Mon-Fri 9am-5.30pm

River Thames

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From the Roman invasions of 43 BC to the turn of the millennium in 2000 AD, some of the most famous events in British history have taken place along Britain’s royal river. Stretching 215 miles from source to sea, the River Thames rises in the beautiful Cotswold Hills, and winds through the prestigious university city of Oxford and great city of London in its glorious path to reach the North Sea. Yet where the river cuts a gentle swathe through the rural heart of England, it takes on a very different personality. Meandering past picturesque towns and villages, alongside fields of green and trees reaching down to the water, is the Thames that inspired Kenneth Grahame’s Wind in the Willows, and Jerome K. Jerome’s three men to go messing about in a boat. Perfect for a leisurely, one of a kind river cruise.

Things to know

  • The Thames is the longest river entirely in England and the second longest in the UK
  • There are 45 locks along the River Thames
  • The stretch of the river running through Oxford is known as the River Isis
  • For 35 years the World Poohsticks Championships were held annually near Day’s Lock on the River Thames
  • The River Thames inspired Kenneth Graham’s ‘Wind in the Willows’
  • A great number of celebrities have houses overlooking the River Thames 

Key Ports of Call

Picture of - Goring-on-Thames

At the intersection of three ancient trading route, the Ridgeway, Icknield Way and the River Thames, the picturesque village of Goring has always been a thriving community. It nestles in a beautiful valley called the Goring Gap, which is the only location in the British Isles to be situated in two separate Areas of Outstanding Natural Beauty. Surrounded by the Chilterns and North Wessex Downs, Goring is the quintessential English village connected to equally charming Streatley by a bridge built across the Thames in 1923.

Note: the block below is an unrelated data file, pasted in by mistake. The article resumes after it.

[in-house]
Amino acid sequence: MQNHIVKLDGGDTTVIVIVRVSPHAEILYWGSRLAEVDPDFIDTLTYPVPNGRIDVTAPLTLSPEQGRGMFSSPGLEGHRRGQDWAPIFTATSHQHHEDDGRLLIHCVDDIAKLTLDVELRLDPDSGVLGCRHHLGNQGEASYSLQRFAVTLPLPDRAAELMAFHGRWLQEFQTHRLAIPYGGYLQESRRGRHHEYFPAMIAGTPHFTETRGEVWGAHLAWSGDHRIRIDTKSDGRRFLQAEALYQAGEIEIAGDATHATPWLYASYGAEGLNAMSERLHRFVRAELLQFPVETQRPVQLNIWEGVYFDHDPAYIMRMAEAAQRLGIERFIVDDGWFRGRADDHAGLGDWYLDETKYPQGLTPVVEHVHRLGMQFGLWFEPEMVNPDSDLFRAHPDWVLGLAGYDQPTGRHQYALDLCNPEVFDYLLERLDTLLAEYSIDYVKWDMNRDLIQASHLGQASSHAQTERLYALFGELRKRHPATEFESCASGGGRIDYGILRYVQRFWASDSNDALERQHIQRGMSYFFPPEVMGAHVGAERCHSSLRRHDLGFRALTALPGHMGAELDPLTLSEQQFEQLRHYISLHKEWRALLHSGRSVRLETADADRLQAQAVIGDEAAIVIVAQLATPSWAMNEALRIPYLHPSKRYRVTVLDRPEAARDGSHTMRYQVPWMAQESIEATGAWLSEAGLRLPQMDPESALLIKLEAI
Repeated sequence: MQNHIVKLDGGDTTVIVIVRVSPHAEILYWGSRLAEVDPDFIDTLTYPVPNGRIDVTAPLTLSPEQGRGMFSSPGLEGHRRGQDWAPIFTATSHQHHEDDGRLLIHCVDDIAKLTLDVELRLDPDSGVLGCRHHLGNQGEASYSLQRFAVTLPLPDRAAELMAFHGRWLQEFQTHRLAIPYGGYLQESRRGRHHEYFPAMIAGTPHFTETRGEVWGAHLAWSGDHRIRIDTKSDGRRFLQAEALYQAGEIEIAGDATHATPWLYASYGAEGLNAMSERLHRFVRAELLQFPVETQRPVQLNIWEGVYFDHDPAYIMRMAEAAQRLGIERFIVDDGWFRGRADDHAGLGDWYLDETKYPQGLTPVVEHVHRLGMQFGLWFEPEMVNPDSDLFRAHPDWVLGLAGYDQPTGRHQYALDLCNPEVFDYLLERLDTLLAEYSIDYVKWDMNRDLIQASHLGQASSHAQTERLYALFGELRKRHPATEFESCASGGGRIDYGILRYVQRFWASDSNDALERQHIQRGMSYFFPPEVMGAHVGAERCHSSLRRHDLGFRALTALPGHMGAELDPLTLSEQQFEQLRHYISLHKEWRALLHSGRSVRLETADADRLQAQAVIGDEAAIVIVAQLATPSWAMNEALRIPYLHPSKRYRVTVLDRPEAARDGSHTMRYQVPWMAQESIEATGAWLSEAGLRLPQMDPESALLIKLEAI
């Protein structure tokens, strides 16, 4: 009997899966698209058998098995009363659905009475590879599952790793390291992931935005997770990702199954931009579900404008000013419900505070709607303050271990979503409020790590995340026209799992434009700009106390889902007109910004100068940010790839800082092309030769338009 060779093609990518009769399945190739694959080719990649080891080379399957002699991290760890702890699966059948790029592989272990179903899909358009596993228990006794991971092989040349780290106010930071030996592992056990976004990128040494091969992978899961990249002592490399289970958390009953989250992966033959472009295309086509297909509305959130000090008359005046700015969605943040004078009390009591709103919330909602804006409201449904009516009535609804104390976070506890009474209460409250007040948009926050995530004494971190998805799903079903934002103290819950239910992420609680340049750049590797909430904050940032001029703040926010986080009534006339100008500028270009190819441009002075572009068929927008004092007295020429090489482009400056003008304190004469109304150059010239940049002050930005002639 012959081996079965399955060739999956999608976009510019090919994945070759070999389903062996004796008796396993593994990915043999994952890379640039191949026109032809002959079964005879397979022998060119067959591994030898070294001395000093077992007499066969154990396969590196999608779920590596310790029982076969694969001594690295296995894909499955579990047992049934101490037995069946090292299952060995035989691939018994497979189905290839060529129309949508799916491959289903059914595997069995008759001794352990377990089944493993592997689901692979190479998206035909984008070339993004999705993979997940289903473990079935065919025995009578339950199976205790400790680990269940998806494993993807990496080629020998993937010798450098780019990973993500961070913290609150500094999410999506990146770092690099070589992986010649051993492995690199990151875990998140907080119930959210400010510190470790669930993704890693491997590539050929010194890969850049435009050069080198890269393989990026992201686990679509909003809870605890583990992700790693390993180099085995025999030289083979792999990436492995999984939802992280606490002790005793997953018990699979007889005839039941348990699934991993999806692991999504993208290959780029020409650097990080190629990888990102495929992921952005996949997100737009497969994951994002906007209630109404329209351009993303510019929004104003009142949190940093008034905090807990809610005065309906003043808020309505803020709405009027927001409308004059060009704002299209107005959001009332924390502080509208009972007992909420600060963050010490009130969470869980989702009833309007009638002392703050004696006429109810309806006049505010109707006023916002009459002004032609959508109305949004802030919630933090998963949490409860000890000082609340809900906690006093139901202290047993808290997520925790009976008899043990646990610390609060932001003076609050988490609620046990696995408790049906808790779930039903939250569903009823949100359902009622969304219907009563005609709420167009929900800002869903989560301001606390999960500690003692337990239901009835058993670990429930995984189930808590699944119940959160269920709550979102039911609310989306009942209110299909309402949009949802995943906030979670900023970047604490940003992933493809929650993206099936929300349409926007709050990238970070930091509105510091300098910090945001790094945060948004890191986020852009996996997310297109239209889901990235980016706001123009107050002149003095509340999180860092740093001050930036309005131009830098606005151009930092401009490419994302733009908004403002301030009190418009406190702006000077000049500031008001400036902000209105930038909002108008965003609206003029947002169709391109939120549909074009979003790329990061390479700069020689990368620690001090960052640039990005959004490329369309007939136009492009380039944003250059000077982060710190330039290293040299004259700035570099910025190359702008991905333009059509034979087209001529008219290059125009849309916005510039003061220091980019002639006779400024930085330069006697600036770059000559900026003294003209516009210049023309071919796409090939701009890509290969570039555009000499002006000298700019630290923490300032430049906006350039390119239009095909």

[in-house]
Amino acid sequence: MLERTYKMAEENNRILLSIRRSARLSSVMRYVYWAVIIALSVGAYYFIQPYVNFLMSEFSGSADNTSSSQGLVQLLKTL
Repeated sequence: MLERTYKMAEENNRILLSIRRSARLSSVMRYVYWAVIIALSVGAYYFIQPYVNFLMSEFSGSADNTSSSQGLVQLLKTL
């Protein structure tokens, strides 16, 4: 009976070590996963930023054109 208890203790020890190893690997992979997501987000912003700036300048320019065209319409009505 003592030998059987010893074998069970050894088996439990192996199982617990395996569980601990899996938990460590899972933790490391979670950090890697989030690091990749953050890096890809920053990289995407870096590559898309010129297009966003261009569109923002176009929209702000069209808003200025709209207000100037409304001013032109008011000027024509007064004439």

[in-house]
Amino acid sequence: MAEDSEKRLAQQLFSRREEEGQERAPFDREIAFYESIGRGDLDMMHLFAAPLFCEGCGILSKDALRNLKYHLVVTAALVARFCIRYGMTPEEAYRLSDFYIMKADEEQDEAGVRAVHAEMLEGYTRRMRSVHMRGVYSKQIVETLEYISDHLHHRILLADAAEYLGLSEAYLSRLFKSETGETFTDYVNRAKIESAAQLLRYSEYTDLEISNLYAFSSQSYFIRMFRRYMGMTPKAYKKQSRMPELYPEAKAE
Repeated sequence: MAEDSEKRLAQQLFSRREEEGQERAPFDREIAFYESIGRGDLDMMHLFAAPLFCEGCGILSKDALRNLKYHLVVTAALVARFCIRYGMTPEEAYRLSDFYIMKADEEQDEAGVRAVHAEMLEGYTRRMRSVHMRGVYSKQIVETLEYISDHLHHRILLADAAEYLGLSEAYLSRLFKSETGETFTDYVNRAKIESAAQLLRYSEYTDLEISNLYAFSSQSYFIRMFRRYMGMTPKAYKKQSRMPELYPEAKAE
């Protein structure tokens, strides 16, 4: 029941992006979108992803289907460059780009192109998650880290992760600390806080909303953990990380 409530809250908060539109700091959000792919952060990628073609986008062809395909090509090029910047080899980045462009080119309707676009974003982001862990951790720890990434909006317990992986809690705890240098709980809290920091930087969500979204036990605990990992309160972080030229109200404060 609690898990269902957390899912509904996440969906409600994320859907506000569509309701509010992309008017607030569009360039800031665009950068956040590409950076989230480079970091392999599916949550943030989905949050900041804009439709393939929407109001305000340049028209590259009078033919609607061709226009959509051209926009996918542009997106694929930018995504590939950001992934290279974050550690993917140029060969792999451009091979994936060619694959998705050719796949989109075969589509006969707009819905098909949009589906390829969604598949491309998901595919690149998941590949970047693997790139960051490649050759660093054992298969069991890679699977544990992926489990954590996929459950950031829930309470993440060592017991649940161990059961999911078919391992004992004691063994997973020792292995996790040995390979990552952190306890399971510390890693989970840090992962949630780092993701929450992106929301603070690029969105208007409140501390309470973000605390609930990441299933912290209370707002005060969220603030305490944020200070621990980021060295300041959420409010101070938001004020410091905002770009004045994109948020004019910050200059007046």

Picture of - Henley-on-Thames

Overlooked by a beautiful Chiltern landscape of wooded hills and green fields, Henley-on-Thames is often considered one of England’s most attractive market towns. The quaint town, which is famous for its annual royal regatta, has many historical buildings including St Mary’s Church, the 14th century Old Bell Pub and an 18th century bridge that joins Oxfordshire to Berkshire. The town is perfect for a riverside stroll before afternoon tea in one of the charming tea rooms.
Picture of - Sonning

Described by Jerome K. Jerome in his book Three Men in a Boat as ‘the most fairy-like little nook on the whole river, Sonning, with its many listed buildings and wonderful Saxon church, is the picture-perfect village. St Andrew’s Church, the Bull Inn and Sonning’s familiar brick bridge are all part of Sonning’s special charm that’s attracted a host of celebrity residents.